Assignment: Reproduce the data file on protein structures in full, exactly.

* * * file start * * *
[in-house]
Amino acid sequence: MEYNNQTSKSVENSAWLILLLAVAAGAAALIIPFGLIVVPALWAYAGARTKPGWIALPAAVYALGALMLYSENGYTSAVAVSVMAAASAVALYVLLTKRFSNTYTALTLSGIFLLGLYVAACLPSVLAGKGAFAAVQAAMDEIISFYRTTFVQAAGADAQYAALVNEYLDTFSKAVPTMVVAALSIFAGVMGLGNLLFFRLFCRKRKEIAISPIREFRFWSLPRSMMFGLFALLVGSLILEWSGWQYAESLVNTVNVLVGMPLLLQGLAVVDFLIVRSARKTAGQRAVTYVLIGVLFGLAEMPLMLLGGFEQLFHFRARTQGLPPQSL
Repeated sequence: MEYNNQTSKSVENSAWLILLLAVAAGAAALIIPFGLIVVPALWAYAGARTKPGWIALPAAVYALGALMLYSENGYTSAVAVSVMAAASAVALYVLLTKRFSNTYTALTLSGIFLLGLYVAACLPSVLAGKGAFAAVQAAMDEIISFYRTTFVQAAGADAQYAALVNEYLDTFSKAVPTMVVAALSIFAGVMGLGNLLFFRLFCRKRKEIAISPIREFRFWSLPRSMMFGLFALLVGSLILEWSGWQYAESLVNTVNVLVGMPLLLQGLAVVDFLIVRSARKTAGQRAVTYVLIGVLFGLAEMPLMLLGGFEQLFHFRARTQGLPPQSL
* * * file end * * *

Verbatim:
[in-house]
Amino acid sequence: MEYNNQTSKSVENSAWLILLLAVAAGAAALIIPFGLIVVPALWAYAGARTKPGWIALPAAVYALGALMLYSENGYTSAVAVSVMAAASAVALYVLLTKRFSNTYTALTLSGIFLLGLYVAACLPSVLAGKGAFAAVQAAMDEIISFYRTTFVQAAGADAQYAALVNEYLDTFSKAVPTMVVAALSIFAGVMGLGNLLFFRLFCRKRKEIAISPIREFRFWSLPRSMMFGLFALLVGSLILEWSGWQYAESLVNTVNVLVGMPLLLQGLAVVDFLIVRSARKTAGQRAVTYVLIGVLFGLAEMPLMLLGGFEQLFHFRARTQGLPPQSL
Repeated sequence: MEYNNQTSKSVENSAWLILLLAVAAGAAALIIPFGLIVVPALWAYAGARTKPGWIALPAAVYALGALMLYSENGYTSAVAVSVMAAASAVALYVLLTKRFSNTYTALTLSGIFLLGLYVAACLPSVLAGKGAFAAVQAAMDEIISFYRTTFVQAAGADAQYAALVNEYLDTFSKAVPTMVVAALSIFAGVMGLGNLLFFRLFCRKRKEIAISPIREFRFWSLPRSMMFGLFALLVGSLILEWSGWQYAESLVNTVNVLVGMPLLLQGLAVVDFLIVRSARKTAGQRAVTYVLIGVLFGLAEMPLMLLGGFEQLFHFRARTQGLPPQSL